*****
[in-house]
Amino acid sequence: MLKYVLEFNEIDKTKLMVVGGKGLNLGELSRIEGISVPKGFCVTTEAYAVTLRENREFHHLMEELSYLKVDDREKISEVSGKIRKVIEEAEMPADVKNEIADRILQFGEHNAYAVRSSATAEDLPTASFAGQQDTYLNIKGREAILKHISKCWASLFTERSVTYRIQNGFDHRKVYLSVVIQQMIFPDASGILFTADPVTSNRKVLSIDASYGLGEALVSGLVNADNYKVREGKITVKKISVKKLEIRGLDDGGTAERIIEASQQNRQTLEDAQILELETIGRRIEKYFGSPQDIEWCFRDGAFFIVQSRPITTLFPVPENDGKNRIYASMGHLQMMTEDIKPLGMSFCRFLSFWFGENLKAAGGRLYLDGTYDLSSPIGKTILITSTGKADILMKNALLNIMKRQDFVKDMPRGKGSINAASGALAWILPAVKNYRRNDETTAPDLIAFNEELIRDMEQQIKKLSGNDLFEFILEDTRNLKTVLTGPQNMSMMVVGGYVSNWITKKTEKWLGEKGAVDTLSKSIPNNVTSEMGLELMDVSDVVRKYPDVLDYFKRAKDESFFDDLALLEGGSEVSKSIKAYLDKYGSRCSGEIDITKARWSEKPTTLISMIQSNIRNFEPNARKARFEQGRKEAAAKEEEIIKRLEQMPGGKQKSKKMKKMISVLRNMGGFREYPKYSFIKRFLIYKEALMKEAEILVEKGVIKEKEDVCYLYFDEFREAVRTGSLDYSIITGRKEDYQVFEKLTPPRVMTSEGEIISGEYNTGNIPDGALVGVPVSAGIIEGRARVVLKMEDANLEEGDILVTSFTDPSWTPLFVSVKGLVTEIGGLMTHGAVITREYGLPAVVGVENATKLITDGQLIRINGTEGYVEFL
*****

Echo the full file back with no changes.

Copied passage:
[in-house]
Amino acid sequence: MLKYVLEFNEIDKTKLMVVGGKGLNLGELSRIEGISVPKGFCVTTEAYAVTLRENREFHHLMEELSYLKVDDREKISEVSGKIRKVIEEAEMPADVKNEIADRILQFGEHNAYAVRSSATAEDLPTASFAGQQDTYLNIKGREAILKHISKCWASLFTERSVTYRIQNGFDHRKVYLSVVIQQMIFPDASGILFTADPVTSNRKVLSIDASYGLGEALVSGLVNADNYKVREGKITVKKISVKKLEIRGLDDGGTAERIIEASQQNRQTLEDAQILELETIGRRIEKYFGSPQDIEWCFRDGAFFIVQSRPITTLFPVPENDGKNRIYASMGHLQMMTEDIKPLGMSFCRFLSFWFGENLKAAGGRLYLDGTYDLSSPIGKTILITSTGKADILMKNALLNIMKRQDFVKDMPRGKGSINAASGALAWILPAVKNYRRNDETTAPDLIAFNEELIRDMEQQIKKLSGNDLFEFILEDTRNLKTVLTGPQNMSMMVVGGYVSNWITKKTEKWLGEKGAVDTLSKSIPNNVTSEMGLELMDVSDVVRKYPDVLDYFKRAKDESFFDDLALLEGGSEVSKSIKAYLDKYGSRCSGEIDITKARWSEKPTTLISMIQSNIRNFEPNARKARFEQGRKEAAAKEEEIIKRLEQMPGGKQKSKKMKKMISVLRNMGGFREYPKYSFIKRFLIYKEALMKEAEILVEKGVIKEKEDVCYLYFDEFREAVRTGSLDYSIITGRKEDYQVFEKLTPPRVMTSEGEIISGEYNTGNIPDGALVGVPVSAGIIEGRARVVLKMEDANLEEGDILVTSFTDPSWTPLFVSVKGLVTEIGGLMTHGAVITREYGLPAVVGVENATKLITDGQLIRINGTEGYVEFL